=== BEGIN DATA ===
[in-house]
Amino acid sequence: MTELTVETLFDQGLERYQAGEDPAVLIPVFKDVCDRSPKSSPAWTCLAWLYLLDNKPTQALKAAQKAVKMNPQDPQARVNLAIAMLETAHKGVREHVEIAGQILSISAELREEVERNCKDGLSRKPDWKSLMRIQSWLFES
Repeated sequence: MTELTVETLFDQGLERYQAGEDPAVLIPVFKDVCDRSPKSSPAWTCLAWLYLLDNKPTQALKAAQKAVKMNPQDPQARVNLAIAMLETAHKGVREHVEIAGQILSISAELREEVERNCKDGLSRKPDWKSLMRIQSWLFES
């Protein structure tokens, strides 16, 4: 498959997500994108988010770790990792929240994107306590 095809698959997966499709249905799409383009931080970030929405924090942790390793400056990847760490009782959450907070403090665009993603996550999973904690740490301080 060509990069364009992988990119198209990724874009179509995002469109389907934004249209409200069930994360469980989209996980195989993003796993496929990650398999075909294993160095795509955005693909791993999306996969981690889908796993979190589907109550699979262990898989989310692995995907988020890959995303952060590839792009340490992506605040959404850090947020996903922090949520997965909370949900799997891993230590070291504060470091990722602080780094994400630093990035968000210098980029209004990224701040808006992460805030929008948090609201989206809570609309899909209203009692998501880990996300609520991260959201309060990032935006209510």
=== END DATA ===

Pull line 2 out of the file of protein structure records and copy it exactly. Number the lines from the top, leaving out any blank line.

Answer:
Amino acid sequence: MTELTVETLFDQGLERYQAGEDPAVLIPVFKDVCDRSPKSSPAWTCLAWLYLLDNKPTQALKAAQKAVKMNPQDPQARVNLAIAMLETAHKGVREHVEIAGQILSISAELREEVERNCKDGLSRKPDWKSLMRIQSWLFES